Deep within Chennai’s biryani heartland of Triplicane, a cauldron of biryani is starting to burn. “Remove it from the fire and place it on the floor,” M Lookman Ali instructs his team on the phone. He is far from perturbed. “Nothing will happen to it, we have caught it right on time,” he adds.
The 54-year-old owns Amrin, a small biryani outlet on Triplicane High Road. In the business of biryani, he is known as ‘master’: a skilled cook trained to make biryani by the kilo with help from a team. These men command much respect in their circle; there are 500 of them in Triplicane alone, with an estimate of 50 each in Royapuram and Periamet, the other neighbourhoods popular for biryani.
Lookman has been a biryani master for almost 20 years now; he cooks at his outlet, as well as at celebratory events based on order. “A master knows everything,” he says. “But in the kitchen, he will only give instructions to his team. He will take over during the crucial moments, to check if the meat is done and salt and spice levels are in order.”
Triplicane has nurtured several masters over the years. “The most popular among them being the late Abdul ‘bhai’ and Razaaq ‘bhai’,” says Lookman. “Razaaq ‘bhai’ has retired now and his son has taken over,” he adds. In his younger days, Lookman watched with awe as Razaaq did prep work. “He would meticulously arrange all the ingredients in a row: onions, tomatoes, spices, meat, and rice before he lit the firewood,” he says. “He wouldn’t start even if one ingredient was missing.”
Most biryani masters of today were helpers in their younger years. “I started out by picking pudina leaves as a little boy,” says K Rafi, the master at Periamet’s popular Nayeem Biryani. The 28-year-old is standing next to a gigantic aluminum trough, holding 30 kilograms of fragrant mutton biryani, which he scoops into steel plates for waiting customers. A small iron stove lit by firewood beneath maintains a dum, ensuring the biryani stays piping hot.
For years, Rafi watched his boss H Nayeemulla whip up mammoth quantities of biryani. He took it all in; the measurements, the order the ingredients are introduced. “I once made a small pot of biryani and offered it to him,” he recalls. Nayeemulla was impressed, and Rafi graduated from helper to master. Today, he works with his own team that readies mountains of chopped onions and tomatoes for him before he takes over.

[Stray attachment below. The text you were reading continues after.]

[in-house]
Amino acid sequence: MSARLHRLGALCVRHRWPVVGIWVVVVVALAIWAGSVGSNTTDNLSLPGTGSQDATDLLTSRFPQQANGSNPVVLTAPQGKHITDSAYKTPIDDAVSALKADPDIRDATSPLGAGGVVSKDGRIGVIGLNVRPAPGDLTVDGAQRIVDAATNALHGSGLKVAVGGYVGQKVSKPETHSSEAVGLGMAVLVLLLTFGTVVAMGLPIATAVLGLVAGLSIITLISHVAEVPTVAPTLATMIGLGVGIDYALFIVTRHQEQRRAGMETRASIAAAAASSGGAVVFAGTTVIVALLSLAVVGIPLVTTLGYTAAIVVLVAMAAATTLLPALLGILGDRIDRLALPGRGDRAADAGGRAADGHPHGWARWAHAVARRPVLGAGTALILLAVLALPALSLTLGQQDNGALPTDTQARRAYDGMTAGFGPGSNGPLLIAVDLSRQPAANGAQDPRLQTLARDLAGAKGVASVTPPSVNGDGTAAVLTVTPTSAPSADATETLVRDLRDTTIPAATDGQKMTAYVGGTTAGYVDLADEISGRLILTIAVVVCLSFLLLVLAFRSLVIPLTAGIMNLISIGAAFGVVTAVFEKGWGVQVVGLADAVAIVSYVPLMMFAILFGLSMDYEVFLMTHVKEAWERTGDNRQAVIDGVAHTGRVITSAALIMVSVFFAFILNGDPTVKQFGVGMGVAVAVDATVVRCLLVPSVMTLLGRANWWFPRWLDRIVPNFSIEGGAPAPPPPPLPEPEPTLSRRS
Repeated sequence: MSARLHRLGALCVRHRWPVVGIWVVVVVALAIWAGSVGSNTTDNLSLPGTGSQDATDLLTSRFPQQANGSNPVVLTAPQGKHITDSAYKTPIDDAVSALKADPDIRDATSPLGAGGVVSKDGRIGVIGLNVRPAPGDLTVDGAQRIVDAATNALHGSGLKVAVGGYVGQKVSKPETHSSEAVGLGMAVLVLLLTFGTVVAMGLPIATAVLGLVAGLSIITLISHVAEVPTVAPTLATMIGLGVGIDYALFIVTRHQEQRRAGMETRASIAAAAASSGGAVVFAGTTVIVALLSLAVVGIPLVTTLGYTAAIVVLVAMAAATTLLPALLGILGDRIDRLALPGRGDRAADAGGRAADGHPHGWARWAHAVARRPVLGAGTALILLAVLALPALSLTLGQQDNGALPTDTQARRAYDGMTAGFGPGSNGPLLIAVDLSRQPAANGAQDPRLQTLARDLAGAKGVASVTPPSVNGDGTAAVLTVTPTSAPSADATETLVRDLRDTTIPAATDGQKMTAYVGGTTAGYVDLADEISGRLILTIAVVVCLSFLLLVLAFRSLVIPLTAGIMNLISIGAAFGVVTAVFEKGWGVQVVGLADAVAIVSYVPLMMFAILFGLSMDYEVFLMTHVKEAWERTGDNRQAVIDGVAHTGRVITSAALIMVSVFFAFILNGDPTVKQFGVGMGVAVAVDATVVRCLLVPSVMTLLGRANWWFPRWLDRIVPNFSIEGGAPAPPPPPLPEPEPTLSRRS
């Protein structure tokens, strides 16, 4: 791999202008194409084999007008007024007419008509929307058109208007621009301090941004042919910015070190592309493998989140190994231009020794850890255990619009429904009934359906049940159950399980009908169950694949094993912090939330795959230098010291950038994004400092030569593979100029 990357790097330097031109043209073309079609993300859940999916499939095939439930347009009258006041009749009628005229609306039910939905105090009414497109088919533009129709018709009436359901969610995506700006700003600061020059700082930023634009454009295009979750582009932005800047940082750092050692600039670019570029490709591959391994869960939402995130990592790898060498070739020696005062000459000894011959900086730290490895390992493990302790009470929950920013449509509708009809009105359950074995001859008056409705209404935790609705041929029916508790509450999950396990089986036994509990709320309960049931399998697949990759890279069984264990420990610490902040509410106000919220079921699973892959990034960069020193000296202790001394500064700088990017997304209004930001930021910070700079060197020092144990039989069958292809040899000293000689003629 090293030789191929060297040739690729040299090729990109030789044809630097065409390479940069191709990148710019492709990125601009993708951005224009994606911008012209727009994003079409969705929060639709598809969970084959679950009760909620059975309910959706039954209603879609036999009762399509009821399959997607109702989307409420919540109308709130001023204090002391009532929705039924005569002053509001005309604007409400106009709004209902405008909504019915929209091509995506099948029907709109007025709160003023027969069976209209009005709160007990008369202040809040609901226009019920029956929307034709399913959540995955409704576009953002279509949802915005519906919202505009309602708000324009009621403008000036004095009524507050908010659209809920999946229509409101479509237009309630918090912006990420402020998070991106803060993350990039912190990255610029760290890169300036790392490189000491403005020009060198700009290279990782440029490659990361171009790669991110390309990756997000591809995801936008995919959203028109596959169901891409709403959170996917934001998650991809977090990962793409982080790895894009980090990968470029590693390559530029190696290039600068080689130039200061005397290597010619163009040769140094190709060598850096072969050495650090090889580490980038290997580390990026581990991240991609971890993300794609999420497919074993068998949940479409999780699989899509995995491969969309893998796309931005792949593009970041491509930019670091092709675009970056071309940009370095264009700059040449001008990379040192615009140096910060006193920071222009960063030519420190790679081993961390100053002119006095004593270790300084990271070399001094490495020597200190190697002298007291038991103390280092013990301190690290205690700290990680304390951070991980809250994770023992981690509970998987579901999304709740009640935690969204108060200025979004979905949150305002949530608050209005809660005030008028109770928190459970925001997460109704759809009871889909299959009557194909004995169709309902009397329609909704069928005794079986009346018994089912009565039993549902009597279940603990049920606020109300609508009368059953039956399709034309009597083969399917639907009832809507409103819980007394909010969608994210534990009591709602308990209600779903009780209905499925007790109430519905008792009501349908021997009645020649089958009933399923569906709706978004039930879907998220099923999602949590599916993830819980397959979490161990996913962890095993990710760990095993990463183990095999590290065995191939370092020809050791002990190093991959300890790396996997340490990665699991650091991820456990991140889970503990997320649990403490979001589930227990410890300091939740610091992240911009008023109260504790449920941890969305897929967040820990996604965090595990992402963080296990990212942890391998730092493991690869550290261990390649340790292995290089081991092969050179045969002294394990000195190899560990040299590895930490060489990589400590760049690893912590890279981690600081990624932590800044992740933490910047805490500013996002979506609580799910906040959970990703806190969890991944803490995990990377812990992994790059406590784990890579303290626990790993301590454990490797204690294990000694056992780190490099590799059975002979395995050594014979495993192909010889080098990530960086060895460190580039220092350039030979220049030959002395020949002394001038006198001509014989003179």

“Anyone can make biryani, but not everyone can make it the way people will remember for years,” says Lookman. “Which is why of the 500 masters in Triplicane, only 200 can be considered skilled.” So, what gives them the extra edge? “Kai pakkuvam,” says 53-year-old A Habibulla, a biryani master from Royapuram. He is talking about how some cooks are born with a knack for this. “If you ask me, it all boils down to this,” he says, lifting his hands.
“My father and grandfather were sought-after biryani masters; I grew up surrounded by massive meals prepared over firewood in front of our home in Royapuram,” he says. Habibulla was naturally drawn to it. He is now a biryani master at Delkhush Delicacies, a catering company in the neighbourhood. His father and grandfather travelled across the State to cook at functions such as weddings, and Habibulla has had his share of large-scale feasts too. “I recently cooked 600 kilograms for an event,” he says, adding that over 4,000 people ate the feast.
A master needs a team of four to cook 100 kilograms of biryani, which can be prepared in three to four hours. On average, he is paid ₹140 for a kilogram. Every master has a set of rules he goes by; Habibulla, for instance, is a stickler for freshness. He discards coriander leaves even if they are slightly shrivelled, and follows hygiene protocol.
He remembers his grandfather cooking in bronze pots with tin lining on the insides. “Aluminium troughs gradually took over,” he points out, adding that masters have the option of hiring these pots and pans.
The perfect biryani, according to him, is that which is “as soft as a flower to touch”. He explains: “The rice should be firm yet moist, and the spices should not be overpowering,” he says, adding: “I cook taking into consideration children as well.” He knows his biryani will be eaten and discussed by hundreds, and sometimes thousands of people, and agrees to feeling anxious as mealtime approaches. He waits with bated breath to ask people walking out of the dining area if they enjoyed their meal. “I have my meal only after I hear that they did,” he smiles.
These men do not have written-down recipes or measurements. “Everything is by memory and observation,” Lookman tells us. “Each master, however adds his own touch,” he says. “He brings a certain magic to the dish that any average cook can make. He is a master for a reason.”
To order, call: Amrin Biryani: 9790902172; Nayeem: 9940338693; Delkhush Delicacies: 8825792318.